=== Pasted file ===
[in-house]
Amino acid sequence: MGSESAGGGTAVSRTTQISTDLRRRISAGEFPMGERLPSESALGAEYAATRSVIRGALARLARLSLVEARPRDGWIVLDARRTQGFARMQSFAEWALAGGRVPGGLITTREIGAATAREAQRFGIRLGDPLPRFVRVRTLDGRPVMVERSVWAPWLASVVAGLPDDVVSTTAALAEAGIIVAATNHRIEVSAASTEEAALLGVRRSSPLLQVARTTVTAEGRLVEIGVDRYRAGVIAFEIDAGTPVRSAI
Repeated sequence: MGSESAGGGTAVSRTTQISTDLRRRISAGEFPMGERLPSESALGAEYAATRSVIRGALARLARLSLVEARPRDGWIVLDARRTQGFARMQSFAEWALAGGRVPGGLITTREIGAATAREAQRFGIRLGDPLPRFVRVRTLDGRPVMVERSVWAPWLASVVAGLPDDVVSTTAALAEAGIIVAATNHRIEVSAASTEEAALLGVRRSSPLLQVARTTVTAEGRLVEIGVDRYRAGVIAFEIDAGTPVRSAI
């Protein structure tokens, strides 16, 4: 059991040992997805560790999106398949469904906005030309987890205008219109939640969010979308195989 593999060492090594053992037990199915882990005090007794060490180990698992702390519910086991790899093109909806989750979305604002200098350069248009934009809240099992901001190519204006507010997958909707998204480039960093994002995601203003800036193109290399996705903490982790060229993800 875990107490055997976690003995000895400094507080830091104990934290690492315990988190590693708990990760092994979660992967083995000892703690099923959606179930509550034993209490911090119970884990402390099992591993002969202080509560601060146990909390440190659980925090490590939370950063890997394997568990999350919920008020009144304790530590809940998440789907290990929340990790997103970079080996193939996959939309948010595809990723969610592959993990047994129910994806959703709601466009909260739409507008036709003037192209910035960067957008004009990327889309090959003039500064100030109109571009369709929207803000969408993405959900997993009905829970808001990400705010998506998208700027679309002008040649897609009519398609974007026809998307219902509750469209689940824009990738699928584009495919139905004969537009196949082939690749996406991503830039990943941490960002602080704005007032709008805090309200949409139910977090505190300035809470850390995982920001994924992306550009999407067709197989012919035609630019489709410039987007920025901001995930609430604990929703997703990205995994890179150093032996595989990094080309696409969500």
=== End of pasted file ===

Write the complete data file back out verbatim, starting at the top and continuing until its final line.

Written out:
[in-house]
Amino acid sequence: MGSESAGGGTAVSRTTQISTDLRRRISAGEFPMGERLPSESALGAEYAATRSVIRGALARLARLSLVEARPRDGWIVLDARRTQGFARMQSFAEWALAGGRVPGGLITTREIGAATAREAQRFGIRLGDPLPRFVRVRTLDGRPVMVERSVWAPWLASVVAGLPDDVVSTTAALAEAGIIVAATNHRIEVSAASTEEAALLGVRRSSPLLQVARTTVTAEGRLVEIGVDRYRAGVIAFEIDAGTPVRSAI
Repeated sequence: MGSESAGGGTAVSRTTQISTDLRRRISAGEFPMGERLPSESALGAEYAATRSVIRGALARLARLSLVEARPRDGWIVLDARRTQGFARMQSFAEWALAGGRVPGGLITTREIGAATAREAQRFGIRLGDPLPRFVRVRTLDGRPVMVERSVWAPWLASVVAGLPDDVVSTTAALAEAGIIVAATNHRIEVSAASTEEAALLGVRRSSPLLQVARTTVTAEGRLVEIGVDRYRAGVIAFEIDAGTPVRSAI
């Protein structure tokens, strides 16, 4: 059991040992997805560790999106398949469904906005030309987890205008219109939640969010979308195989 593999060492090594053992037990199915882990005090007794060490180990698992702390519910086991790899093109909806989750979305604002200098350069248009934009809240099992901001190519204006507010997958909707998204480039960093994002995601203003800036193109290399996705903490982790060229993800 875990107490055997976690003995000895400094507080830091104990934290690492315990988190590693708990990760092994979660992967083995000892703690099923959606179930509550034993209490911090119970884990402390099992591993002969202080509560601060146990909390440190659980925090490590939370950063890997394997568990999350919920008020009144304790530590809940998440789907290990929340990790997103970079080996193939996959939309948010595809990723969610592959993990047994129910994806959703709601466009909260739409507008036709003037192209910035960067957008004009990327889309090959003039500064100030109109571009369709929207803000969408993405959900997993009905829970808001990400705010998506998208700027679309002008040649897609009519398609974007026809998307219902509750469209689940824009990738699928584009495919139905004969537009196949082939690749996406991503830039990943941490960002602080704005007032709008805090309200949409139910977090505190300035809470850390995982920001994924992306550009999407067709197989012919035609630019489709410039987007920025901001995930609430604990929703997703990205995994890179150093032996595989990094080309696409969500």